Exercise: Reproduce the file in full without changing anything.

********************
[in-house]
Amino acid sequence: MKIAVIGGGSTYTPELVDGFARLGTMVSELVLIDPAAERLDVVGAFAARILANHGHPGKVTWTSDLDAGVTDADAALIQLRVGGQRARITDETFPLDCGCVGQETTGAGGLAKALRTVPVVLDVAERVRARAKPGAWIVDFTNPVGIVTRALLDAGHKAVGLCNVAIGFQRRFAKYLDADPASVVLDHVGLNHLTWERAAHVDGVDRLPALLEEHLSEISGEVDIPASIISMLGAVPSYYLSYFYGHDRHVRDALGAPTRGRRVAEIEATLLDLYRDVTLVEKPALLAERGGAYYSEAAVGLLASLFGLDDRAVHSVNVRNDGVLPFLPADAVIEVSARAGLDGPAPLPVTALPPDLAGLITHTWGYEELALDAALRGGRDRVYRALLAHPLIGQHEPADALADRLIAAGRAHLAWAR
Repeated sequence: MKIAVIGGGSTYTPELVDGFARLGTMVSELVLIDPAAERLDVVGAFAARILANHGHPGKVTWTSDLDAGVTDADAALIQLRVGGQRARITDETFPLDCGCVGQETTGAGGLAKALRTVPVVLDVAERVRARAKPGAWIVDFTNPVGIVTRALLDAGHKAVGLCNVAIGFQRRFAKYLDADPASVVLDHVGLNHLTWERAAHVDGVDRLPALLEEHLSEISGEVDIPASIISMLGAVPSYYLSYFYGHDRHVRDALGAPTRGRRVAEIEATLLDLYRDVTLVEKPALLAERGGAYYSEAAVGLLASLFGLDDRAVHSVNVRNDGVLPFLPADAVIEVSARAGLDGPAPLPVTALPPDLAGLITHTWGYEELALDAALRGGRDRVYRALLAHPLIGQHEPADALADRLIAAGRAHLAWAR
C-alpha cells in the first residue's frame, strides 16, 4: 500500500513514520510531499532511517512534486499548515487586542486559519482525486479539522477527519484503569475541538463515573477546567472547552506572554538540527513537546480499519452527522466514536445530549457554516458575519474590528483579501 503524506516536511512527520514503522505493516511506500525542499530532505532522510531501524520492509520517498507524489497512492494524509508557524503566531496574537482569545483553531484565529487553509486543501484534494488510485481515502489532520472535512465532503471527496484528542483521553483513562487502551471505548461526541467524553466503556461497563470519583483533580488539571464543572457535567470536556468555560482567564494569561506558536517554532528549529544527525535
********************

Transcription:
[in-house]
Amino acid sequence: MKIAVIGGGSTYTPELVDGFARLGTMVSELVLIDPAAERLDVVGAFAARILANHGHPGKVTWTSDLDAGVTDADAALIQLRVGGQRARITDETFPLDCGCVGQETTGAGGLAKALRTVPVVLDVAERVRARAKPGAWIVDFTNPVGIVTRALLDAGHKAVGLCNVAIGFQRRFAKYLDADPASVVLDHVGLNHLTWERAAHVDGVDRLPALLEEHLSEISGEVDIPASIISMLGAVPSYYLSYFYGHDRHVRDALGAPTRGRRVAEIEATLLDLYRDVTLVEKPALLAERGGAYYSEAAVGLLASLFGLDDRAVHSVNVRNDGVLPFLPADAVIEVSARAGLDGPAPLPVTALPPDLAGLITHTWGYEELALDAALRGGRDRVYRALLAHPLIGQHEPADALADRLIAAGRAHLAWAR
Repeated sequence: MKIAVIGGGSTYTPELVDGFARLGTMVSELVLIDPAAERLDVVGAFAARILANHGHPGKVTWTSDLDAGVTDADAALIQLRVGGQRARITDETFPLDCGCVGQETTGAGGLAKALRTVPVVLDVAERVRARAKPGAWIVDFTNPVGIVTRALLDAGHKAVGLCNVAIGFQRRFAKYLDADPASVVLDHVGLNHLTWERAAHVDGVDRLPALLEEHLSEISGEVDIPASIISMLGAVPSYYLSYFYGHDRHVRDALGAPTRGRRVAEIEATLLDLYRDVTLVEKPALLAERGGAYYSEAAVGLLASLFGLDDRAVHSVNVRNDGVLPFLPADAVIEVSARAGLDGPAPLPVTALPPDLAGLITHTWGYEELALDAALRGGRDRVYRALLAHPLIGQHEPADALADRLIAAGRAHLAWAR
C-alpha cells in the first residue's frame, strides 16, 4: 500500500513514520510531499532511517512534486499548515487586542486559519482525486479539522477527519484503569475541538463515573477546567472547552506572554538540527513537546480499519452527522466514536445530549457554516458575519474590528483579501 503524506516536511512527520514503522505493516511506500525542499530532505532522510531501524520492509520517498507524489497512492494524509508557524503566531496574537482569545483553531484565529487553509486543501484534494488510485481515502489532520472535512465532503471527496484528542483521553483513562487502551471505548461526541467524553466503556461497563470519583483533580488539571464543572457535567470536556468555560482567564494569561506558536517554532528549529544527525535